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Social Justice

Research College of Nursing believes Social Justice is, “acting in accordance with fair treatment regardless of economic status, ethnicity, age, citizenship, disability, or sexual orientation” as defined by the American Association of Colleges of Nursing (AACN) in the Essentials of Baccalaureate Nursing Education, 2007.

In partnership with the AACN, Research College of Nursing supports the teaching of the professional value of social justice through increased awareness of students’ own and others’ values, social and ethical issues. The AACN focus includes three categories. These are fair and non-discriminatory delivery of care, universal access to health care, and legislation and policy of nursing and health care.

Through curricular and non-curricular components, the College assesses the social attitudes and structures that ameliorate or exaggerate health risks for groups in the following four domains: poverty; racial, ethnic and other minority groups; medically underserved; and those exposed to environmental hazards. The College also applies social justice and ethical concepts into an understanding of socio-political health issues. The four domains of Social Justice are each assigned to a practice course. They are Poverty: Adult Health I; Minority Health: Adult Health II; Medically Underserved: Maternal-Child Nursing; Environmental Health: Community Health Nursing. The faculty in each of these courses provide students the opportunity to explore the corresponding domain.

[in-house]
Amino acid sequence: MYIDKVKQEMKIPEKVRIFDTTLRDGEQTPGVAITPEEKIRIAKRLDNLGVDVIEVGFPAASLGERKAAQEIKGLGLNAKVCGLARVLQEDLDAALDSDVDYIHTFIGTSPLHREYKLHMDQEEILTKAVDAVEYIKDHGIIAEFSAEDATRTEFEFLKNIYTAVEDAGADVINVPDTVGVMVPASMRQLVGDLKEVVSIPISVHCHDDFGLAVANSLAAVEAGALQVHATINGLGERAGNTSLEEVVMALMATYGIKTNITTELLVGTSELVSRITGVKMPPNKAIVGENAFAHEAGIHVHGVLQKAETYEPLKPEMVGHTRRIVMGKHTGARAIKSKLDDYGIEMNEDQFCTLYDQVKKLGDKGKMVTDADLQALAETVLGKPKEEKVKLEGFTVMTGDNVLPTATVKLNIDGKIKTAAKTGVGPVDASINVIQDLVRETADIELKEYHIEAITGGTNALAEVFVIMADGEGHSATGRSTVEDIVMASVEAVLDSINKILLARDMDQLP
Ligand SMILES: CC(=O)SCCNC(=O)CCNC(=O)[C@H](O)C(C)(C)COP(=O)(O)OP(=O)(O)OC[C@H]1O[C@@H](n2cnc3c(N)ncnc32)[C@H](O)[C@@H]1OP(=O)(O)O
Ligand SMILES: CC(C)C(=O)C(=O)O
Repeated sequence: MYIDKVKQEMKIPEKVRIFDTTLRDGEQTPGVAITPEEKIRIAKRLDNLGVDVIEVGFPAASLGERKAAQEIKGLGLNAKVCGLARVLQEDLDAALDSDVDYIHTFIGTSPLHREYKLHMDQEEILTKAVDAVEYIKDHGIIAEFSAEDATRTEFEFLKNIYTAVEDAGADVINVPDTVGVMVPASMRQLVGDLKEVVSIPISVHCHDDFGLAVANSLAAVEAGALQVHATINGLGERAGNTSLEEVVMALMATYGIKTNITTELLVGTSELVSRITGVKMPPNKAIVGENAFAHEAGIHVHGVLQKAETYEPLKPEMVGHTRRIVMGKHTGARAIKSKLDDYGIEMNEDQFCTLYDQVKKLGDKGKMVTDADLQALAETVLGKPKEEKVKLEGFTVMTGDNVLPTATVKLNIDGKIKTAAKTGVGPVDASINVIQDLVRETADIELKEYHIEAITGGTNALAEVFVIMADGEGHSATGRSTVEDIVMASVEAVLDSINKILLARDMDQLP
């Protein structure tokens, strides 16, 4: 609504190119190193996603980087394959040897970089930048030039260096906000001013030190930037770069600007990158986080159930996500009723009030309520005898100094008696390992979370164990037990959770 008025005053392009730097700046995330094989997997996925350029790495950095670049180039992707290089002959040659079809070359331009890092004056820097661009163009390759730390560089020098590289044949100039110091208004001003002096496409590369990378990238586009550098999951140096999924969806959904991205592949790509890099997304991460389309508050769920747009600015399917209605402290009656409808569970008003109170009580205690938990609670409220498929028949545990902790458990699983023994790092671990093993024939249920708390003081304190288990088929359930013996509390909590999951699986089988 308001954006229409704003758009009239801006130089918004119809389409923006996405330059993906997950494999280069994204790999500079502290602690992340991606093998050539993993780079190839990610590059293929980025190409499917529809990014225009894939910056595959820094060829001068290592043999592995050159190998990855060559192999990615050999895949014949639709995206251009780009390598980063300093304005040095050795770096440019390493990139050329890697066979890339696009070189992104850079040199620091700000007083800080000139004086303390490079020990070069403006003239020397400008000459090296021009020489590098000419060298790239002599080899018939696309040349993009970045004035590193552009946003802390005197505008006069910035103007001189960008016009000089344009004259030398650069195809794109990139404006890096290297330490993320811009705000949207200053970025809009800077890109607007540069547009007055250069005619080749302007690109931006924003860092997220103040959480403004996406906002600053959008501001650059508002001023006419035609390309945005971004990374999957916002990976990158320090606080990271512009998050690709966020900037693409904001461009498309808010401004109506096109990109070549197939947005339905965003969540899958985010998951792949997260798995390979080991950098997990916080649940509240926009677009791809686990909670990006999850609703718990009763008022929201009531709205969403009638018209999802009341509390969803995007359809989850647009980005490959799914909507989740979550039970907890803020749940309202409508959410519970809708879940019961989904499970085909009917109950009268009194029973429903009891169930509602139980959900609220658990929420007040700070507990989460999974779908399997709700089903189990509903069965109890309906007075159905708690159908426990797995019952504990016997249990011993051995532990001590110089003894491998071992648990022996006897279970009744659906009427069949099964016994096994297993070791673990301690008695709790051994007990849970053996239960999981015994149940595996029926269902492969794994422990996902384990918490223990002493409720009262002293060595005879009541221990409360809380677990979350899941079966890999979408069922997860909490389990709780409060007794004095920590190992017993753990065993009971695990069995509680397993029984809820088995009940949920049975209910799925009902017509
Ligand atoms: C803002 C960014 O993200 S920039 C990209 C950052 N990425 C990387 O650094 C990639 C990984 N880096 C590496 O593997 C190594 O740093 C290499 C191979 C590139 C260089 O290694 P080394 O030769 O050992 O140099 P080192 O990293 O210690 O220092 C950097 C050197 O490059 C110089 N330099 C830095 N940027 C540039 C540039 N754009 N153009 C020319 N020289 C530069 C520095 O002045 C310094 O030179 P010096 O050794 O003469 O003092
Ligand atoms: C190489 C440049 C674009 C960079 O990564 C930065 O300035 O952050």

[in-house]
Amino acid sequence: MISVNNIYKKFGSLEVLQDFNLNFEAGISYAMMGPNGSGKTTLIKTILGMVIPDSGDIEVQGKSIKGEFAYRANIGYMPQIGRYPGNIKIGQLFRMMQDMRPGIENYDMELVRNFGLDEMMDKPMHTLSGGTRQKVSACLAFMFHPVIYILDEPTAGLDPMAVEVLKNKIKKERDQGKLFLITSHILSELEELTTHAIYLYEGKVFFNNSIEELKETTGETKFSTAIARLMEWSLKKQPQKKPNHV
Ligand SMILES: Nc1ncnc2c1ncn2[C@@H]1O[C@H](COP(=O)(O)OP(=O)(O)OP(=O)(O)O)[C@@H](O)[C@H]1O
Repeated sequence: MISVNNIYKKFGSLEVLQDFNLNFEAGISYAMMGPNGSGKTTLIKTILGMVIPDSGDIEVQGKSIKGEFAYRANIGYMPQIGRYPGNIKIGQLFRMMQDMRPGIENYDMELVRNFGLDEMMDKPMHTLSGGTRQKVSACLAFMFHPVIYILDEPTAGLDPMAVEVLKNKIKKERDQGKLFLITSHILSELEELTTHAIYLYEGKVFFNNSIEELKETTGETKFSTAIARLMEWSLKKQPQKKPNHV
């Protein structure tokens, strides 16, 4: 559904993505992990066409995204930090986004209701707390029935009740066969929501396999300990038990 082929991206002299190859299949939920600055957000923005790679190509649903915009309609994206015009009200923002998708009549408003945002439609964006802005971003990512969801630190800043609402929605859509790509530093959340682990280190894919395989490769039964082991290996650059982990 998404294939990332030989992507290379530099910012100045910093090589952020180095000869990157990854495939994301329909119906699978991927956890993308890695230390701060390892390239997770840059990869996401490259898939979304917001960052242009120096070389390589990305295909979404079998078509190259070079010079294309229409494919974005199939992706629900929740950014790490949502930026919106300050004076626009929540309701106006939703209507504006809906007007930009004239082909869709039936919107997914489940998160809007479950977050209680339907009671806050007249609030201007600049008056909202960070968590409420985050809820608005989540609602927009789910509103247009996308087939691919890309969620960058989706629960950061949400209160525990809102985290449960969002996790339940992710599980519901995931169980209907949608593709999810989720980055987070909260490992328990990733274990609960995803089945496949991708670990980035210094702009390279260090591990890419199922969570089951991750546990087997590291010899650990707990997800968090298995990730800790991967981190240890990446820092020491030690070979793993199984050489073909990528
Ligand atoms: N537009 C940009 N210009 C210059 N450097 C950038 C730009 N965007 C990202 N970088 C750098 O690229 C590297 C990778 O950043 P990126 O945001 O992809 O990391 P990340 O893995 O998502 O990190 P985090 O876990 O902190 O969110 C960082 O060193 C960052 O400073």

The non-curricular component of the College’s commitment to Social Justice is student’s participation in service activities aimed at promoting social justice. Students, who complete a minimum of 2 hours of social justice annually, are encouraged to find opportunities that align with their personal interest and values. The Director of Student Affairs approves these opportunities and can offer suggestions to students if needed.